It’s not easy for most people to study. It’s an even bigger challenge for those who have ADHD. Those with ADHD have an interest-based nervous system which means they’re less attentive to tasks that aren’t stimulating the brain. This makes studying especially difficult for children with ADHD.
Here are some strategies that can make studying less of a challenge:
1. Remove distractions. Most of us are easily distracted these days, especially when it comes to boring tasks. Those with ADHD are even more susceptible to distractions. It’s worth the effort to create a place to study that is as devoid of distractions as possible. Sometimes this means joining a homework club at school, or finding a room in the house where it’s easier for your child to concentrate.
2. Fidget Toys Here are some of my favourite fidget toys for children with ADHD… dimples, POP IT, blue tack and squeeze beans. If your child intends to use these at school, make sure to inform your child’s teacher beforehand. One of the children I work with finds it easier to do her homework using multicolour sharpie pens. She finds the bright colours stimulating as she writes each answer in a different colour.
3. Take regular breaks. Children with ADHD need to have something to look forward to. What better thing to look forward to than taking a break? This is why ADHDers are more likely to focus better in 10-minute shifts with a 15 minute break in between. This may seem disruptive, but if the child knows they have a break coming up, they’re more likely to put in the effort in short bursts.
4. Have something to eat. ADHDers are more sensual than neurotypicals. Chewing gum or suckling on a lollipop is something that helped me when I was younger. It was something I continued to do all the way up to university. I’m far more stimulated by my sense of taste which helps me to focus. Sometimes I’ll snack on a bowl of olives or some pretzels.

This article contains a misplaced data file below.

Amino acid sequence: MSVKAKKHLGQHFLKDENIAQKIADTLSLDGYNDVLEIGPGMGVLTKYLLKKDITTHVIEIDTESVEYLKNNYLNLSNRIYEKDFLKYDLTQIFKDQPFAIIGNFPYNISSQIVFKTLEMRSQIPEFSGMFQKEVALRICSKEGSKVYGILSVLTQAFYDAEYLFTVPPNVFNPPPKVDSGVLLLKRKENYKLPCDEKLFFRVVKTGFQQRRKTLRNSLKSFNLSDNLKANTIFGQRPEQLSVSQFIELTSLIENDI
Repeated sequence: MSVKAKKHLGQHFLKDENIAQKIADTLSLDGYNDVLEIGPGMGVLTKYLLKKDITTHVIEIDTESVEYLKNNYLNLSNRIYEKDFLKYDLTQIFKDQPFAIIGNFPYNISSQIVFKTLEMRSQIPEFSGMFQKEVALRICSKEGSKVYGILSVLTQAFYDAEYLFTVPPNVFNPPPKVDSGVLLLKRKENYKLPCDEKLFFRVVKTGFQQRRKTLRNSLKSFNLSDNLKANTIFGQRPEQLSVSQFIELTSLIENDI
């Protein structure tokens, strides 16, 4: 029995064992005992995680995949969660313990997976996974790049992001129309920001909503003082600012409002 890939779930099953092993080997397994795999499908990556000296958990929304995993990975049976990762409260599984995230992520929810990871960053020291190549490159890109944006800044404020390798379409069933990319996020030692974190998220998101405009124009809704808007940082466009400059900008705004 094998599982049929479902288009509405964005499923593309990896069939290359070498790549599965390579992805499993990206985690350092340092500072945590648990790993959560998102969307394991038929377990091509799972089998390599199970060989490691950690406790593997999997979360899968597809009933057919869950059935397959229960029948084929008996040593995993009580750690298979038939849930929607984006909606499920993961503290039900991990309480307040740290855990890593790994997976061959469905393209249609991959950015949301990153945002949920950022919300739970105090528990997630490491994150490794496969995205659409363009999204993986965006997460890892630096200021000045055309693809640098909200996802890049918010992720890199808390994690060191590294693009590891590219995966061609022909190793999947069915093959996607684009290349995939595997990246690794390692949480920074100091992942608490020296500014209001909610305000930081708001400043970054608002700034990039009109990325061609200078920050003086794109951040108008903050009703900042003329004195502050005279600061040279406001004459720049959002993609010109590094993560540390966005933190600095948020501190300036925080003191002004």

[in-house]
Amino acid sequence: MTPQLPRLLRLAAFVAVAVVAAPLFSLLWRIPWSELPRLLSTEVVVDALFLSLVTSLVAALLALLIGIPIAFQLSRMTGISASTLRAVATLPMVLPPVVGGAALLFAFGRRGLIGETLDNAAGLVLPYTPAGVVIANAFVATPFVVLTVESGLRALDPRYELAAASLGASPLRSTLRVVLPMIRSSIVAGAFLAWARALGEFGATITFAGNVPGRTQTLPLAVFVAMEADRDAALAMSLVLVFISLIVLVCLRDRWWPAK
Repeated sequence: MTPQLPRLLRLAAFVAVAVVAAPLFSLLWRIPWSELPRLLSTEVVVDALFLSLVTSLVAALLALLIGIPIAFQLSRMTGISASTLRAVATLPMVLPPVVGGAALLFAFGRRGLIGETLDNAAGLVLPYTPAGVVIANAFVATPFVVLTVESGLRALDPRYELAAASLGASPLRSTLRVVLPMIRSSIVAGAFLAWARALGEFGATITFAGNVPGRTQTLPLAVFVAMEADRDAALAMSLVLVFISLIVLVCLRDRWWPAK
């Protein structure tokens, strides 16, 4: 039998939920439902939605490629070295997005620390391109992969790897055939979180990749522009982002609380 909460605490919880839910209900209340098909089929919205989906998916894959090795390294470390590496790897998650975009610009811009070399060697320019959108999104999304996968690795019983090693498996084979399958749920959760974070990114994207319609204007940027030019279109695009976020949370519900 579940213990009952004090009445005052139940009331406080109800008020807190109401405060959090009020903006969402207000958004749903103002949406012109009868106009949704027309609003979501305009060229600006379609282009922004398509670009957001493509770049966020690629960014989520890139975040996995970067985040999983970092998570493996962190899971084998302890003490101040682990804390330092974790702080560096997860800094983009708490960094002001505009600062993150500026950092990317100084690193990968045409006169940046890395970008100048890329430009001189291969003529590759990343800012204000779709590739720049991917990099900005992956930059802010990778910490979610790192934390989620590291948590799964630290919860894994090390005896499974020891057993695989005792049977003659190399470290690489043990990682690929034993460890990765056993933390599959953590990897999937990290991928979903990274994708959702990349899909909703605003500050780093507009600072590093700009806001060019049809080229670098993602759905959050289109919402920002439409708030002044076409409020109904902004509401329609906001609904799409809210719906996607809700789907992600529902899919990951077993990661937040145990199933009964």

5. Try taking a shower. Another child I work with finds it useful to have a shower as soon as he arrives home from school in the evening. This helps him shift his mindset to focus mode and sets the tone for getting started with his homework.
6. Schedule study time. Have a schedule or routine that your child can stick to. I write a to-do list every night before I go to bed to give me structure for the day ahead. A routine is highly beneficial for ADHDers who need structure to their day. Some children benefit from designing their own personalised checklist or homework schedule and pinning it up on the fridge.
If your child continues to struggle, you may want to consider getting in touch with an experienced professional or coach. The right one-to-one support can make the world of difference.